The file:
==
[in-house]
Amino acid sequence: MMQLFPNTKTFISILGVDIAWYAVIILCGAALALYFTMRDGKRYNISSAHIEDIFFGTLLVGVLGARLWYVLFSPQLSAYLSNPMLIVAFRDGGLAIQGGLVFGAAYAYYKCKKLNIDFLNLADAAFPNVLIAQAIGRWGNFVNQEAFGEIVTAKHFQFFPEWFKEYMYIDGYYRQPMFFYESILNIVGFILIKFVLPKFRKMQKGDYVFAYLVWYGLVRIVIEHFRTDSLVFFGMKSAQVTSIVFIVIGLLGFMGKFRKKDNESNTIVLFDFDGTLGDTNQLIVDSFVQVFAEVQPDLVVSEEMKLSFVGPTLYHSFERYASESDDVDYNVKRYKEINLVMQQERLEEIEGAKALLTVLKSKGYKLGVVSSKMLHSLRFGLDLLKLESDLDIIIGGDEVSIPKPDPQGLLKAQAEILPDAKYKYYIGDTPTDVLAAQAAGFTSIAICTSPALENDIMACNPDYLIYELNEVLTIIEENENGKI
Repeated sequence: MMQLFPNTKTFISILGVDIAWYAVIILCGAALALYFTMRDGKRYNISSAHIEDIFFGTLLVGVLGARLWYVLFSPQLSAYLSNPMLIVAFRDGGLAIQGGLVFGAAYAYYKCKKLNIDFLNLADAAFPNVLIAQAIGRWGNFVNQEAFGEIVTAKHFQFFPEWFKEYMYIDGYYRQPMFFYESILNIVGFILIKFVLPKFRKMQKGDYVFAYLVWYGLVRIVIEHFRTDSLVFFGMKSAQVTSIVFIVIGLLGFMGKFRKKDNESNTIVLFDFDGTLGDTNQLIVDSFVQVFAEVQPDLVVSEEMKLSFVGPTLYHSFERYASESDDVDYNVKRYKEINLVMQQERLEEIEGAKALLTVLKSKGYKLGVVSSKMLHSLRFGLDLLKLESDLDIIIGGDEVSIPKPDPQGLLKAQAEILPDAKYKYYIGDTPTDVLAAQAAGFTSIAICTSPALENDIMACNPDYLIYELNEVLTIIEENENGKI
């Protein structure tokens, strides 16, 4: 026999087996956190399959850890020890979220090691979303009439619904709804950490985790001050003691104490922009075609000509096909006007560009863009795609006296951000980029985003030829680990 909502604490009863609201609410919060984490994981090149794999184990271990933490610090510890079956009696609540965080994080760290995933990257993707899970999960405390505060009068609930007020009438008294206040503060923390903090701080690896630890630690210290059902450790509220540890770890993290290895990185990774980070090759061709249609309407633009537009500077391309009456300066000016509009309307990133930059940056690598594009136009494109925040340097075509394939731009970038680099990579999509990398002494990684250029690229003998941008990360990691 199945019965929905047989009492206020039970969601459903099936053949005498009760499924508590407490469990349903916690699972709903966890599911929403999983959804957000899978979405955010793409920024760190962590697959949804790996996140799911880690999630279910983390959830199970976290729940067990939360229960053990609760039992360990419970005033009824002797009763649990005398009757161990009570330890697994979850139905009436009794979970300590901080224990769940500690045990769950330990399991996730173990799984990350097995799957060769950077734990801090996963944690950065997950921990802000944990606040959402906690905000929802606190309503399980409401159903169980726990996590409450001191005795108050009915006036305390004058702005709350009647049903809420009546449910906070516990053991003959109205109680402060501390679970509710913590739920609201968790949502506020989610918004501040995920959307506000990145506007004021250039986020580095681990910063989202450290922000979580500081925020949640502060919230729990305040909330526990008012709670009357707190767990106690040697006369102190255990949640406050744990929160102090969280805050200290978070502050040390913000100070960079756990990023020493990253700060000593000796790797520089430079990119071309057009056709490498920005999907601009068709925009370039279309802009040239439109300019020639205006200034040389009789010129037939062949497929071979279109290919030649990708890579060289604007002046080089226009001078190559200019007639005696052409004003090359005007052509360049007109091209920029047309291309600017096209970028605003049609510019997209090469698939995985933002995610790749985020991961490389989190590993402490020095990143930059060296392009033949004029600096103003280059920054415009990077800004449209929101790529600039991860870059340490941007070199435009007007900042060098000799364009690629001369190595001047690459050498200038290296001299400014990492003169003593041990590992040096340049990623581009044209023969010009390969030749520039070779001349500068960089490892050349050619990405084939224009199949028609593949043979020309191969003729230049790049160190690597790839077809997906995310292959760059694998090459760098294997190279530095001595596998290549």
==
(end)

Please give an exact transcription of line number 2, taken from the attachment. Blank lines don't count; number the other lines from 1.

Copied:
Amino acid sequence: MMQLFPNTKTFISILGVDIAWYAVIILCGAALALYFTMRDGKRYNISSAHIEDIFFGTLLVGVLGARLWYVLFSPQLSAYLSNPMLIVAFRDGGLAIQGGLVFGAAYAYYKCKKLNIDFLNLADAAFPNVLIAQAIGRWGNFVNQEAFGEIVTAKHFQFFPEWFKEYMYIDGYYRQPMFFYESILNIVGFILIKFVLPKFRKMQKGDYVFAYLVWYGLVRIVIEHFRTDSLVFFGMKSAQVTSIVFIVIGLLGFMGKFRKKDNESNTIVLFDFDGTLGDTNQLIVDSFVQVFAEVQPDLVVSEEMKLSFVGPTLYHSFERYASESDDVDYNVKRYKEINLVMQQERLEEIEGAKALLTVLKSKGYKLGVVSSKMLHSLRFGLDLLKLESDLDIIIGGDEVSIPKPDPQGLLKAQAEILPDAKYKYYIGDTPTDVLAAQAAGFTSIAICTSPALENDIMACNPDYLIYELNEVLTIIEENENGKI